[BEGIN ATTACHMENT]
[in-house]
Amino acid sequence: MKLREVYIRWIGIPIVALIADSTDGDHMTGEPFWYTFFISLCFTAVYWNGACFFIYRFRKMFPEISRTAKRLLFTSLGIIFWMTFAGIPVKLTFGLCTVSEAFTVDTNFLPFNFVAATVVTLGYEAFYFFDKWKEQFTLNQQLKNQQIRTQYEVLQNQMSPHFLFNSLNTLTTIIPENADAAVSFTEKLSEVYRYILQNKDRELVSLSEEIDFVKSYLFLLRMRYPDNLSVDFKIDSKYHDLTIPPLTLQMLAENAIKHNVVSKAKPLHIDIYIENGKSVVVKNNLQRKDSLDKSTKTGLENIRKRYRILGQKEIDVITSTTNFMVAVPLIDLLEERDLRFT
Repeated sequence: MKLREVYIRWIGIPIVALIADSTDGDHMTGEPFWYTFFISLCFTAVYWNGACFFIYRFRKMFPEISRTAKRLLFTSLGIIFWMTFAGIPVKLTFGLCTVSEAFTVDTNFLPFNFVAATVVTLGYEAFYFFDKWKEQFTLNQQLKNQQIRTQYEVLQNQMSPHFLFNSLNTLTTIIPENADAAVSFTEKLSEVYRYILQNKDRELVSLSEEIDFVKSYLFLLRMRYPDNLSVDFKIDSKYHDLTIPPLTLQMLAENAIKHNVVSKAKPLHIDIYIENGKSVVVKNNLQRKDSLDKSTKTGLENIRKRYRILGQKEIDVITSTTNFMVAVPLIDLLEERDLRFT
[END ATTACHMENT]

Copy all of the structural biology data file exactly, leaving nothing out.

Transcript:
[in-house]
Amino acid sequence: MKLREVYIRWIGIPIVALIADSTDGDHMTGEPFWYTFFISLCFTAVYWNGACFFIYRFRKMFPEISRTAKRLLFTSLGIIFWMTFAGIPVKLTFGLCTVSEAFTVDTNFLPFNFVAATVVTLGYEAFYFFDKWKEQFTLNQQLKNQQIRTQYEVLQNQMSPHFLFNSLNTLTTIIPENADAAVSFTEKLSEVYRYILQNKDRELVSLSEEIDFVKSYLFLLRMRYPDNLSVDFKIDSKYHDLTIPPLTLQMLAENAIKHNVVSKAKPLHIDIYIENGKSVVVKNNLQRKDSLDKSTKTGLENIRKRYRILGQKEIDVITSTTNFMVAVPLIDLLEERDLRFT
Repeated sequence: MKLREVYIRWIGIPIVALIADSTDGDHMTGEPFWYTFFISLCFTAVYWNGACFFIYRFRKMFPEISRTAKRLLFTSLGIIFWMTFAGIPVKLTFGLCTVSEAFTVDTNFLPFNFVAATVVTLGYEAFYFFDKWKEQFTLNQQLKNQQIRTQYEVLQNQMSPHFLFNSLNTLTTIIPENADAAVSFTEKLSEVYRYILQNKDRELVSLSEEIDFVKSYLFLLRMRYPDNLSVDFKIDSKYHDLTIPPLTLQMLAENAIKHNVVSKAKPLHIDIYIENGKSVVVKNNLQRKDSLDKSTKTGLENIRKRYRILGQKEIDVITSTTNFMVAVPLIDLLEERDLRFT